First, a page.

10%

                                   0%
                                        Exploration   Near       Far Transfer
                                        (pre-test)  Transfer       (Day 2)

Training Manipulation
CVS mastery by individual children
  (at least 3 out of 4 unconfounded experiments)
                         100
% of children becoming



                          75
       Masters




                         50



                          25


                           0
                               Explicit   Exploratory
                  Extensions
1. Initial transfer measures are very close to
   training objectives.
2. Need a more “distant” ( “authentic”?) assessment
   of children’s understanding.
3. Will training effects remain with such extended
   assessments?
Procedure
  Create a more “authentic” assessment:
     •Ask children to judge science fair posters.
     • Score their comments and suggestions.
 CVS Training and Science Fair Assessments
                   (Klahr & Nigam, 2004)


1. Participants: 112 3rd & 4th graders

2. Train on CVS via Explicit or Exploration method.

3. Assess effectiveness of CVS skill.

4. Present poster evaluation task.

5. Look at how CVS skill, training condition, affect
   poster evaluation performance.
                          Study Design
                Day 1                                  1 week
      70%

      60%

      50%

      40%

      30%

      20%

      10%

       0%
       Exploration      Near transfer   Far transfer     Poster
                                                       Evaluation

Training Manipulation
Scoring Rubric for Children’s Poster Critiques
1. Adequacy of research design
2. Theoretical explanation
3. Controlling for confounds in:
        Subjects/Materials, Treatment, Experimenter bias, etc.
4. Measurement:       Reliability/Variability, Error, Data Representation

5. Statistical Inferences:      Sample size/population, effect size

6. Completeness of conclusion: Supported by data, Relate to hypothesis



                                                                          
                                             all valid, non-redundant,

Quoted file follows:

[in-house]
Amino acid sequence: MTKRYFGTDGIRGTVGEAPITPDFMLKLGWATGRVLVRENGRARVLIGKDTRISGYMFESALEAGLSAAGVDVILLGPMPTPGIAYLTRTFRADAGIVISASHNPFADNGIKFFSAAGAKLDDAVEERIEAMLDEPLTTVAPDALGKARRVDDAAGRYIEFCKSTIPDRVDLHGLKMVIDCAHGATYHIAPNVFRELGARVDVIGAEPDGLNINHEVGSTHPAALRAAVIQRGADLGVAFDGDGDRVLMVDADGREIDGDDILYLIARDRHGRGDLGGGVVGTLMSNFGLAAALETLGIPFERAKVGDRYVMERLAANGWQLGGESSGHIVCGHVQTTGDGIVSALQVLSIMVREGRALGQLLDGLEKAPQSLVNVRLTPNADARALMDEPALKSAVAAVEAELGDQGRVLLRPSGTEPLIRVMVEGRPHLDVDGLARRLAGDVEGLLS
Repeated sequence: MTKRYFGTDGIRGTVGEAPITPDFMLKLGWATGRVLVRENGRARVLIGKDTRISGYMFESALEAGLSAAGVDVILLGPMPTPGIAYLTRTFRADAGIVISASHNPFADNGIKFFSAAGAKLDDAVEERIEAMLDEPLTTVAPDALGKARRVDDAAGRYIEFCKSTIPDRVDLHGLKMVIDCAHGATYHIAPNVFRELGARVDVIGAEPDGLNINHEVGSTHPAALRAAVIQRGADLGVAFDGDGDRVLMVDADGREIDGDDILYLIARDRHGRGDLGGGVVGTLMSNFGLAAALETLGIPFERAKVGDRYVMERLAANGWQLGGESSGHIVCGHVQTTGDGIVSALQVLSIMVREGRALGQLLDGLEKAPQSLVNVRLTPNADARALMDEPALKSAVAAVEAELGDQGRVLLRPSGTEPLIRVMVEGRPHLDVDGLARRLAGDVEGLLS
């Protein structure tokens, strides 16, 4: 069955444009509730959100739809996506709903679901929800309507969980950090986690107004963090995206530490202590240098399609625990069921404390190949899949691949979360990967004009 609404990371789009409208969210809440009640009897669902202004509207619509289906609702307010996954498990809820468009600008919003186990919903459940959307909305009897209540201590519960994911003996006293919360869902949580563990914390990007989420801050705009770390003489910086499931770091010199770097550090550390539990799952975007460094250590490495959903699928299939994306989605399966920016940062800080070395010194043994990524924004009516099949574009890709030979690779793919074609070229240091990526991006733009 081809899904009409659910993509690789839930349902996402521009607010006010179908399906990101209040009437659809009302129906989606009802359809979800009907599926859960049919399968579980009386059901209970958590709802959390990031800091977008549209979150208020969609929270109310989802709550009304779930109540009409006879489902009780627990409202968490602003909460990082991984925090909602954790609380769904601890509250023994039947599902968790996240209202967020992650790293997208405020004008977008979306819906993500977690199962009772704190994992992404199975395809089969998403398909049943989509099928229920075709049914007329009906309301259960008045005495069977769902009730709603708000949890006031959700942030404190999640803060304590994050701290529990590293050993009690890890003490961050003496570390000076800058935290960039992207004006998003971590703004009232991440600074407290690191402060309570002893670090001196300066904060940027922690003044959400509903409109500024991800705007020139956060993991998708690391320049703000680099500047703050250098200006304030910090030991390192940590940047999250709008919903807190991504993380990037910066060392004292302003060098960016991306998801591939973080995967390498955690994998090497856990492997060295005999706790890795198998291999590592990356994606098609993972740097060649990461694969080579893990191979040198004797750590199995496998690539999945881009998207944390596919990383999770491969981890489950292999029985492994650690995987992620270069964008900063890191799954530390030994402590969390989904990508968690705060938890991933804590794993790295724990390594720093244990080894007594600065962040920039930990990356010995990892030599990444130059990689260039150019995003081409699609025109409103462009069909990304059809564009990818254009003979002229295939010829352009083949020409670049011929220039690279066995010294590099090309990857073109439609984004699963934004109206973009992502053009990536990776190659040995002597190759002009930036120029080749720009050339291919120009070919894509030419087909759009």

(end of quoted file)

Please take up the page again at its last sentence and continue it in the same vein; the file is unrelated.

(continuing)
Poster Score =                              critiques about a poster

Grand Poster Score = (Pingpong Poster) + (Memory Poster)
Possible subtle effects of type of instruction
 Do the few kids who master CVS in the
   Exploratory condition do better on poster
   evaluation than the many who master
   CVS in the Explicit Instruction condition?
Possible subtle effects of type of instruction
 Do the few kids who master CVS in the
   Exploratory condition do better on poster
   evaluation than the many who master
   CVS in the Explicit Instruction condition?
  • More specifically:
    – What is the relation between Poster Scores
     and Path to CVS mastery?
  •Method:
    – Secondary analysis based on “learning paths”
           Different “paths” to mastery or
           non-mastery of CVS
           How do these children following
           these different paths perform on
           poster evaluations?
Note: following based on combining results from
two studies: original K&N plus a replication
                         Poster Assessment Score (standardized)




                                    -.8
                                    -.6
                                    -.4
                                    -.2
                                      .2
                                      .4
                                      .6
                                      .8




                                       0
                                       1
              Explicit




   n = 59
             ( Exp licit)
    Hotsh ot Masters


            Exploratory




   n = 15
              lorator y)
                                                                                       n.s.
otsh ot ( Exp Masters




                                                   p < .001
                 Experts




   n = 19
    Hotsh ot ( Na tu ral)


             Explicit




   n = 25
     tsho t (Exp licit)
n- Honon-Masters
                                                                                n.s.




        Exploratory
tsho t (Exp lora to ry)




   n = 66
      non- Masters




   irrelevant